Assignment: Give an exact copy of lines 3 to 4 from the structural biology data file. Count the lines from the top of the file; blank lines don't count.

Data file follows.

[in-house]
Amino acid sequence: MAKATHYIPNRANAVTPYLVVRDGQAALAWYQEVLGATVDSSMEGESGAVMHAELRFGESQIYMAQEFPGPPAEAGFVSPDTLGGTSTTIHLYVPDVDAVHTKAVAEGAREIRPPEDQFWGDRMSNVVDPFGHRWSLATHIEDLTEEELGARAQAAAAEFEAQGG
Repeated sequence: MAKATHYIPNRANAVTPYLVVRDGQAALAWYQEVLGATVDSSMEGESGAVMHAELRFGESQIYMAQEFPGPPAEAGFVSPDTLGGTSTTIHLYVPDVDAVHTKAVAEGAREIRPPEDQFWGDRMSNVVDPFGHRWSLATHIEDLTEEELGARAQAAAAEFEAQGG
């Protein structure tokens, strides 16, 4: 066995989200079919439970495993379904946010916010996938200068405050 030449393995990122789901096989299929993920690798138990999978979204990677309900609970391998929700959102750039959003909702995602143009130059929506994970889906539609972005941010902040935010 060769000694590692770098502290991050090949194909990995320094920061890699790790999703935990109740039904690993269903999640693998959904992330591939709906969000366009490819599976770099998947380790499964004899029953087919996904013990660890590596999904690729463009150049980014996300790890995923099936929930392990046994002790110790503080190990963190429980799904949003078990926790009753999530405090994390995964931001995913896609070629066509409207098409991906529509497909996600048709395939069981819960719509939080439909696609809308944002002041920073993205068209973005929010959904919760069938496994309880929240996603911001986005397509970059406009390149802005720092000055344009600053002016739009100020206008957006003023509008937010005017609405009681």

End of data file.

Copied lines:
Repeated sequence: MAKATHYIPNRANAVTPYLVVRDGQAALAWYQEVLGATVDSSMEGESGAVMHAELRFGESQIYMAQEFPGPPAEAGFVSPDTLGGTSTTIHLYVPDVDAVHTKAVAEGAREIRPPEDQFWGDRMSNVVDPFGHRWSLATHIEDLTEEELGARAQAAAAEFEAQGG
């Protein structure tokens, strides 16, 4: 066995989200079919439970495993379904946010916010996938200068405050 030449393995990122789901096989299929993920690798138990999978979204990677309900609970391998929700959102750039959003909702995602143009130059929506994970889906539609972005941010902040935010 060769000694590692770098502290991050090949194909990995320094920061890699790790999703935990109740039904690993269903999640693998959904992330591939709906969000366009490819599976770099998947380790499964004899029953087919996904013990660890590596999904690729463009150049980014996300790890995923099936929930392990046994002790110790503080190990963190429980799904949003078990926790009753999530405090994390995964931001995913896609070629066509409207098409991906529509497909996600048709395939069981819960719509939080439909696609809308944002002041920073993205068209973005929010959904919760069938496994309880929240996603911001986005397509970059406009390149802005720092000055344009600053002016739009100020206008957006003023509008937010005017609405009681």